A group of young agricultural enthusiasts is leading an agriculture revolution in the Eastern Cape motivated by two objectives – to upscale black subsistence farmers from the fringes of farming while addressing the high youth unemployment rate.

The youths, led by Sinelizwi Fakade, are farmers in their own right as they are not shy to get their hands dirty by going into the fields.

Fakade, 29, specialises in grain products. Last year, he established an NGO, Ukhanyo Farmer Development, which he chairs.

Young farmer Sinelizwi Fakade is on a mission to empower others to make it in the field of agriculture. Photo: Supplied

Ukhanyo started with 18 youths who are agriculture graduates from higher institutions of higher learning and now impart the knowledge they have acquired to mentor up-and-coming farmers in different parts of the province to grow their operations.

“The aim is that they end up as established farmers who are able to sell their produce, learn quality production, we try to do skills transfer and how to identify a market for your produce,” Fakade said.

“To date, we have assisted 700 farmers. We work with farmers, who could be someone with 0.5ha of land or up to 35ha. Those with 35ha and bigger are commercial farmers who specialise in selling to bigger markets,” he said.

Fakade, who hails from Upper Tabase, Umthatha, and who has a brother and a sister, was raised by his mother, who was a teacher.

Growing up in a place where everyone grew their own food and kept livestock, as well as seeing relatives who were business people, planted the seed of farming in him.

Getting an opportunity to attend institutions such as Weston Agricultural College in KwaZulu-Natal’s Mooi River, an institution that specialises in agriculture, also shaped him. After completing matric, he enrolled for a Diploma in Agriculture in Cedara, in Pietermaritzburg.

He followed that up with a BTech in Agricultural Management from Nelson Mandela Bay University, before earning an Honours in the same field from the University of KwaZulu-Natal, which he later capped with a Master’s degree.

“The conversation we have about agriculture post school is important. It is critical that the youth must learn about agriculture early on, they must be determined but understand that it is not an industry where you can make a quick buck,” said Fakade.

He has worked for Grain SA, where he was in charge of a programme that is similar to the one he now runs at Ukhanyo, where he worked with 3 000 farmers and 18 young people. He said one of his passions was rural development.

Siphosethu Jilata, who is also 29, is the secretary of Ukhanyo and a beneficiary of this programme. She graduated with a Bachelor of Agricultural Economics from Fort Hare University last year.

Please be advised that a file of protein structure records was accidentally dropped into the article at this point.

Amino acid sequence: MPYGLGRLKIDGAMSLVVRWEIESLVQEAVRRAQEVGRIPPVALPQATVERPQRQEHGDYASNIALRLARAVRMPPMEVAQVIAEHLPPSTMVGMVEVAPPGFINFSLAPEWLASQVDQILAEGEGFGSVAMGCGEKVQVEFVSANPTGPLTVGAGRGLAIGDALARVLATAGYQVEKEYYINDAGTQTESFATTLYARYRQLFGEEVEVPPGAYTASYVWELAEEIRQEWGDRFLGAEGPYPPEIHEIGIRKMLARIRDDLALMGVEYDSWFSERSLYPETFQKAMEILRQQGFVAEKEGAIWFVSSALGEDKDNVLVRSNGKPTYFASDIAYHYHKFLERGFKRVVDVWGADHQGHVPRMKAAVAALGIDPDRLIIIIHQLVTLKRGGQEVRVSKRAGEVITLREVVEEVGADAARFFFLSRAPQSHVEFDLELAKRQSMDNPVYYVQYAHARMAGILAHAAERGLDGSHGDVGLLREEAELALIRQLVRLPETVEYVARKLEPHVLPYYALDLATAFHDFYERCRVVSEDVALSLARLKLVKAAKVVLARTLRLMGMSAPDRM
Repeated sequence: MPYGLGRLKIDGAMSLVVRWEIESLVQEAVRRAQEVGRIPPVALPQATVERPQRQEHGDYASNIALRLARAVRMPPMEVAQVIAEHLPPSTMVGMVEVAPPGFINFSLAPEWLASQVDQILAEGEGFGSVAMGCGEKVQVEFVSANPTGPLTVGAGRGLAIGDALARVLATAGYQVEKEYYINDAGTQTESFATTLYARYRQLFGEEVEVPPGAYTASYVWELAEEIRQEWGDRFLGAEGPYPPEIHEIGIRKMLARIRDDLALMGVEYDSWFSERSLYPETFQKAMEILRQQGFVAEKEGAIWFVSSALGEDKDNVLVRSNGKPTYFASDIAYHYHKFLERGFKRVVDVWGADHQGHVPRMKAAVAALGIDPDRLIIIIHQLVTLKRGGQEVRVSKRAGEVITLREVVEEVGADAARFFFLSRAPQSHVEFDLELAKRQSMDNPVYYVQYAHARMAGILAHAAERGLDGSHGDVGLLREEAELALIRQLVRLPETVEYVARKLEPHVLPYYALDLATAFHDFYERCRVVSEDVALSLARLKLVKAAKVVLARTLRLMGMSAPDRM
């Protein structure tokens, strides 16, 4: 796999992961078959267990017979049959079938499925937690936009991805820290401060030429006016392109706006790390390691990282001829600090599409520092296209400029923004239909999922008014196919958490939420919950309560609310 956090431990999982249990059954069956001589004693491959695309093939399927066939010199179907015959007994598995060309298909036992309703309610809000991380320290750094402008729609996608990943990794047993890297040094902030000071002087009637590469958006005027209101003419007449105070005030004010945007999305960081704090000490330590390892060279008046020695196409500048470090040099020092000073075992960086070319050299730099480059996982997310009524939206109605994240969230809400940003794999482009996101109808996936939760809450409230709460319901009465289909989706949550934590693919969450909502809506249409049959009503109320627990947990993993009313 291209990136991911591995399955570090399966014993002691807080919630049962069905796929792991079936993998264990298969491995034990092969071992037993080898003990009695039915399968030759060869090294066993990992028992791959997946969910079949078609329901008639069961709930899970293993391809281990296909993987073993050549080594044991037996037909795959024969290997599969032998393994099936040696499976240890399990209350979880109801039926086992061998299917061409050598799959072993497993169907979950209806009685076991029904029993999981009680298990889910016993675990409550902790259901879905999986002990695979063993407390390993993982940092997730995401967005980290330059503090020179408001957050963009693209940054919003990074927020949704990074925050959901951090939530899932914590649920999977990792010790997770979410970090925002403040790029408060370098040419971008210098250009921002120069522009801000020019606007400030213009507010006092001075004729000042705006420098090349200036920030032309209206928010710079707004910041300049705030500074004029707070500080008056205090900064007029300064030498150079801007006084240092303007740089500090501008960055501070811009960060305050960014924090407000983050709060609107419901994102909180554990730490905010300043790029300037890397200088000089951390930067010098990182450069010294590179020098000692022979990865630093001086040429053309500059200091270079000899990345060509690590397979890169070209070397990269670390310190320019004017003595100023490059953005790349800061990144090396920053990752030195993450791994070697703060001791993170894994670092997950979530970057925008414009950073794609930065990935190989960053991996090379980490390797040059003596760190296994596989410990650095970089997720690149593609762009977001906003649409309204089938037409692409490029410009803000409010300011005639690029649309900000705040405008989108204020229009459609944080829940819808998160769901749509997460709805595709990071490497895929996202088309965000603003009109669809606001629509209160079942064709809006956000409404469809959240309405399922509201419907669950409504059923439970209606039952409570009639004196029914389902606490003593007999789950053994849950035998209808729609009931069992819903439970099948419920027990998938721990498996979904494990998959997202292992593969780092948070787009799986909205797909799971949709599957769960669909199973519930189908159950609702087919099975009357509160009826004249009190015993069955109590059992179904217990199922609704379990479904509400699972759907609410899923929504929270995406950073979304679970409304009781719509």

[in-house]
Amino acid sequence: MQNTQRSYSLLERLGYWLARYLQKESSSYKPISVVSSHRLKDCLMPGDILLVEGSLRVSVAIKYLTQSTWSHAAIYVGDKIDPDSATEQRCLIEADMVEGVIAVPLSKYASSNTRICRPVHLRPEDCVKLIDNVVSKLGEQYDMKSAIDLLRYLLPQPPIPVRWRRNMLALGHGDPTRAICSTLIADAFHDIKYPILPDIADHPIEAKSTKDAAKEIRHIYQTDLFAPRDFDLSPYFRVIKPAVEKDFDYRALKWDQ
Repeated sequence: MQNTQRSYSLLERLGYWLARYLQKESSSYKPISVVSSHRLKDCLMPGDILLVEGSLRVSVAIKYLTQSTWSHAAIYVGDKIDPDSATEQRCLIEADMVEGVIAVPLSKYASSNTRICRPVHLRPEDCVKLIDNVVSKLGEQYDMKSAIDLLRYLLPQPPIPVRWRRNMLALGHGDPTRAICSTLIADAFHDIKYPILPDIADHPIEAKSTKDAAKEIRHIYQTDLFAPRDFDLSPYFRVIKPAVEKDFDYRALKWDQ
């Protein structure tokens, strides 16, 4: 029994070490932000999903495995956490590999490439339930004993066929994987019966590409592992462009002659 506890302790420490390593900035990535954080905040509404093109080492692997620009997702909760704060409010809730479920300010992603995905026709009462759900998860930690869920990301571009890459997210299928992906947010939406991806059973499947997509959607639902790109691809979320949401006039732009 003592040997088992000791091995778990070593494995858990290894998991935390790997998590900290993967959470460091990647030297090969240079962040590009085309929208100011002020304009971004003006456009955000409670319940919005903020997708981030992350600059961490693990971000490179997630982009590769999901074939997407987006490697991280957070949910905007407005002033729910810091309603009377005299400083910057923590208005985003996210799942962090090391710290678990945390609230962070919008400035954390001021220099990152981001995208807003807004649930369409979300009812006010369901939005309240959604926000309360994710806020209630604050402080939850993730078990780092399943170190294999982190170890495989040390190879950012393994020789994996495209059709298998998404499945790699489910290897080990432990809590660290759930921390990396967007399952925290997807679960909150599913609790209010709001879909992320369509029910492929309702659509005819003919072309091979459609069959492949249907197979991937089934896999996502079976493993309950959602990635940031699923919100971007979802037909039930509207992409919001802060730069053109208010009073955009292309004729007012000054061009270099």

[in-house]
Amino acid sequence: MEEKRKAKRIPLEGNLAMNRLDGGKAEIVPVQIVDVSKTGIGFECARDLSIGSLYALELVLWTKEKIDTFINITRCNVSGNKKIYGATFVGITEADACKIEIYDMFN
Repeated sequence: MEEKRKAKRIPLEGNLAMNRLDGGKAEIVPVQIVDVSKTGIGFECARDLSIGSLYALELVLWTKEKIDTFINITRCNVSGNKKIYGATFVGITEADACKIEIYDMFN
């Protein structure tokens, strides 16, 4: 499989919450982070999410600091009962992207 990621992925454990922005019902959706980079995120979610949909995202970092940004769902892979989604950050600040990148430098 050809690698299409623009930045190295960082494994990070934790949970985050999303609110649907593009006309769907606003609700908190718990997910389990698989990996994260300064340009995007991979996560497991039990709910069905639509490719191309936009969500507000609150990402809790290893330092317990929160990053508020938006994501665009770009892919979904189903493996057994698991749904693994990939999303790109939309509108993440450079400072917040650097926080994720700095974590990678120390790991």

Siphosethu Jilata is responsible for all administration work, fundraising and marketing at the Ukhanyo Project. Photo: Supplied

She said people must understand that everything depends on agriculture and the economy needs a booming agricultural sector to grow.

“I’m responsible for the overall office admin, as well as take care of fundraising, marketing our work and looking at contracts that we sign.

“I’m proud that as the youth, we have done something this productive, because previously we would get discouraged when people doubted our abilities,” she said.

Jilata said her wish was for this programme to be extended to other provinces to help tackle the challenge of unemployed youth and fledgling farmers who need support was a nationwide one.

“At present, we work with 36 youth who have graduated from institutions of higher learning,” she said.

Veliswa Ngedle is a protégé of Ukhanyo. She said after five years of being a farmer, she was only reaping the benefits now after enrolling on the Ukhanyo programme.

Veliswa Ngedle says Ukhanyo has taught her the intricacies of the farming business Photo: Supplied

“There is a lot that we are learning such as how to examine the soil, using the correct amount of fertiliser, how to take care of seeds and even what impact the weather has on your plants; something we did not know previously. I now understand the business side of farming. For example, with the current harvest I made a turnover of R40 000 and a R30 000 profit after paying for all my production costs,” she said.

Ngedle, who is based in Mhlakulo in Tsolo, said she now wished for bigger land than her current 3ha farm that she occupies.

“I now know that there is something that I will leave for my children and I’m glad that one of them is now in the sector and is studying agriculture,” said Ngedle.

Fakade has 1 200ha where he plants various grain products and animal food that he sells to a Cape Town corporation.

He works with his mother and his brother, and is now busy exploring the possibility of planting cannabis to diversify.

You can read the isiZulu version where the article was first published at

By admin

Leave a Reply

Your email address will not be published. Required fields are marked *